The probability of large scale damage from EMP could be higher than other kinds of damage from nuclear weapons because it takes fewer weapons to affect a large area. A single nuclear weapon detonated high enough in the atmosphere could affect an area about the size of the US. What we know about EMP comes from tests done by the US and Russia during the cold war. The US test took out all known satellites at the time and the russian test irreparably damaged several miles of power lines. The major concern from EMP is damaging the electrical grid. The US electric grid depends on Large Power Transformers. If the large power transformers were damaged it could take a long time to replace them. They depend on a lot of custom parts and rare materials. Large Power transformer production takes 1 to 2 years. Perhaps that would be sped up in an emergency or it could take longer if critical resources or supply chains are damaged. I could also imagine transitioning to more localized grids in that situation, but that would still result in unreliable electricity for long amounts of time.

Nuclear Power Plant Meltdown

Nuclear power plants could melt down or be the target of terrorist or state action. The radiation from a power plant meltdown is much worse than from a nuclear bomb because a nuclear bomb contains far less radioactive material. If there is a meltdown in your area you should evacuate or shelter in place depending on what emergency authorities say, what level of radiation is currently in your area, and how adequate your shelter is. The WHO estimates 4,000 direct deaths from the Chernobyl Disaster, but that number is fairly controversial. Contaminated food sources could also be concerning. Contamination occurred from the Fukushima Daiichi disaster, but this article suggests the risk from that contamination was fairly low.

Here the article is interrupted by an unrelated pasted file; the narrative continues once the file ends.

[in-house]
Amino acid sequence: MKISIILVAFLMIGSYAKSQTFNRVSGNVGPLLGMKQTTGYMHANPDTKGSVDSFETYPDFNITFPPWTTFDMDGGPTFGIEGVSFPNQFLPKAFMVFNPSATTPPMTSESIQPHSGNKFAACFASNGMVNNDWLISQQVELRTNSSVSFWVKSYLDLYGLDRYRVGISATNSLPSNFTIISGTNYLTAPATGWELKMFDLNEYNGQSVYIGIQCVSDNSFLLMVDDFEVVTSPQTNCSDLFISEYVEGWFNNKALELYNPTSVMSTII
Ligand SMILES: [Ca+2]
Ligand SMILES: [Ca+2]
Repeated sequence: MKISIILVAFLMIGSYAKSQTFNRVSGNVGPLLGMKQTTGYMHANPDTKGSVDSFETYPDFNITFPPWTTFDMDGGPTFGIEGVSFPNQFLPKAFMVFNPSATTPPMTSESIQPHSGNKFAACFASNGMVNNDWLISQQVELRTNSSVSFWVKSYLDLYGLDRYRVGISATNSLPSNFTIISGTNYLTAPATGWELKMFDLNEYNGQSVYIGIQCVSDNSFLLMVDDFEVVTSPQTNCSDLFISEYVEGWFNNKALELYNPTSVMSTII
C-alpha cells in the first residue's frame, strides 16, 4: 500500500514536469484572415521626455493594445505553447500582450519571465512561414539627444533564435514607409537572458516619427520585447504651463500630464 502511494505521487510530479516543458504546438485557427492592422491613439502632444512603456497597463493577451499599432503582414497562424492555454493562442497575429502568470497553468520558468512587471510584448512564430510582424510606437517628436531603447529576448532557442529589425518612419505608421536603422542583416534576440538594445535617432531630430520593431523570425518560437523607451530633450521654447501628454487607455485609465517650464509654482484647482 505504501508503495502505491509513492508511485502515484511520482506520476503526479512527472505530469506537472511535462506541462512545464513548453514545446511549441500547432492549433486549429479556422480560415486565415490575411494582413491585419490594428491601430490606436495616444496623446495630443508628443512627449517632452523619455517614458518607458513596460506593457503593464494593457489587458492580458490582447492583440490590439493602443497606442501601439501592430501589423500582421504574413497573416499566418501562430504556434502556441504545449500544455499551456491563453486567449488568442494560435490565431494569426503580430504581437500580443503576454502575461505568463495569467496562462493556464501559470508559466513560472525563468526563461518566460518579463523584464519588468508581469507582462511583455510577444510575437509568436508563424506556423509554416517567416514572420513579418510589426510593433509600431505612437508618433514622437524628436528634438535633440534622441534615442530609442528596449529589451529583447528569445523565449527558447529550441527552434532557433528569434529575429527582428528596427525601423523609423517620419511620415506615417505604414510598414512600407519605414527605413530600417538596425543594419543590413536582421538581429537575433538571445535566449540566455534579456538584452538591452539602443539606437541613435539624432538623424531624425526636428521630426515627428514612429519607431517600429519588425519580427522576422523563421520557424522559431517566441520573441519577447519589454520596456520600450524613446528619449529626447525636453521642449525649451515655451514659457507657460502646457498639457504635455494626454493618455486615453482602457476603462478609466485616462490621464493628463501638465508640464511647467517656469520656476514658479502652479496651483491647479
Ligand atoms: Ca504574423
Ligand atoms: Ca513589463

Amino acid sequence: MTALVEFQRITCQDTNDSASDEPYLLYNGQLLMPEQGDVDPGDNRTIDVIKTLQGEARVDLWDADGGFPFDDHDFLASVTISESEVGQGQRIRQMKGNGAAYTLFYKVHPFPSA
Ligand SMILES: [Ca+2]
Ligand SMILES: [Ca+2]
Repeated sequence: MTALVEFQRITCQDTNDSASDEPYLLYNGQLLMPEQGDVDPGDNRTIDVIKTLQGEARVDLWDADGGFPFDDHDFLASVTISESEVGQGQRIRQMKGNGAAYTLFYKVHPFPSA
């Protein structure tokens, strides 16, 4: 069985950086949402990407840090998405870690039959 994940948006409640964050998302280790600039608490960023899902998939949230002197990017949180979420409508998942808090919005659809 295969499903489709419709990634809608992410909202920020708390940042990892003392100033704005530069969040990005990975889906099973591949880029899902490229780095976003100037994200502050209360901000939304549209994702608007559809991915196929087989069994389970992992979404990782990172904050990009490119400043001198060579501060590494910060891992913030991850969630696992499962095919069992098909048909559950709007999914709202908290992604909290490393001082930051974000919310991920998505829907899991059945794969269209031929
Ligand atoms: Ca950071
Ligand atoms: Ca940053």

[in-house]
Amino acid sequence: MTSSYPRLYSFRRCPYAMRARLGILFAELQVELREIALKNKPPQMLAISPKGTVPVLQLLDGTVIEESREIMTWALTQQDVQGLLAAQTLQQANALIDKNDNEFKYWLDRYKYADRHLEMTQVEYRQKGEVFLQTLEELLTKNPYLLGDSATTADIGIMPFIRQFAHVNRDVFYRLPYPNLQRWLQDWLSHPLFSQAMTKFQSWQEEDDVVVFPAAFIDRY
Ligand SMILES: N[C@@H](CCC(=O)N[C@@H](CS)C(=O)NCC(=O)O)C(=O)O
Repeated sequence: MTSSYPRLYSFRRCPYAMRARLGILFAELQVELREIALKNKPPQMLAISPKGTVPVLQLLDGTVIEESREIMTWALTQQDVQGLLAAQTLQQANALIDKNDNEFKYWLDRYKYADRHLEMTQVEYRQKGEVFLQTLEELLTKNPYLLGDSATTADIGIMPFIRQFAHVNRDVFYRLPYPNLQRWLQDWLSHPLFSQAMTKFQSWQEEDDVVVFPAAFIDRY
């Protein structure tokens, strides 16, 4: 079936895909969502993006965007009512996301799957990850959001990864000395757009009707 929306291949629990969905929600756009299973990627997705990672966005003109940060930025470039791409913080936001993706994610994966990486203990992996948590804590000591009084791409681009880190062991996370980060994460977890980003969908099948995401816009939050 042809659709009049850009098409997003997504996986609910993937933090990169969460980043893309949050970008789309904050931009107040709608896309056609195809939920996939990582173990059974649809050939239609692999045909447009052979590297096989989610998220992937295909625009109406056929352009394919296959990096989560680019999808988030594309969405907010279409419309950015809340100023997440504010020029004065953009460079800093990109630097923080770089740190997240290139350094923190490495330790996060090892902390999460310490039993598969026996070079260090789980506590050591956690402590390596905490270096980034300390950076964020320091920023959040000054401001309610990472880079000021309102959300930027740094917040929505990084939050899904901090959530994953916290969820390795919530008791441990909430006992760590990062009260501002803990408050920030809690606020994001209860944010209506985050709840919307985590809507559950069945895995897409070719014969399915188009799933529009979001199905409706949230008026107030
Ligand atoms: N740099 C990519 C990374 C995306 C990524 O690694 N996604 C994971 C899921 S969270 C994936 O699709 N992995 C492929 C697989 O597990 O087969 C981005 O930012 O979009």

Radiation

Here’s a handy visual on radiation dosage. Risk of harm from radiation depends on both the dose and the dose rate. 1,000 microsieverts over an hour is much more damaging than 1,000 microsieverts over a year. 

  • Some of the relevant numbers from the infographic . . .
MicrosievertsOver what time period?Effects
100,0001 YearLowest annual dose where we have solid studies on increased cancer risk
500,0001 DayDecrease in blood cell counts, returning to normal after a few days if exposure stops. 
1,000,000HoursTemporary radiation sickness, low blood cell count, not fatal. 
4,000,000HoursBleeding, hair loss, possible death within 6 weeks, death more likely if untreated.
6,000,000HoursUsually fatal within 2-4 weeks if untreated
10,000,000HoursFatal Dose, Death within 2 weeks




 

Prepare Before

Sign up for Emergency Alerts

The government may send out emergency alerts via text. In order to receive these, the alerts will need to be turned on in your phone. In theory these alerts should only be about disasters in your geographic region or imminent threats to your safety. Amber alerts are different and you can choose to turn those on or off separately. 

  • The alerts are tied geographically to your phone. So you should get an alert even if you are not at your home zip code.
    • These Emergency alerts don’t work on all older phones.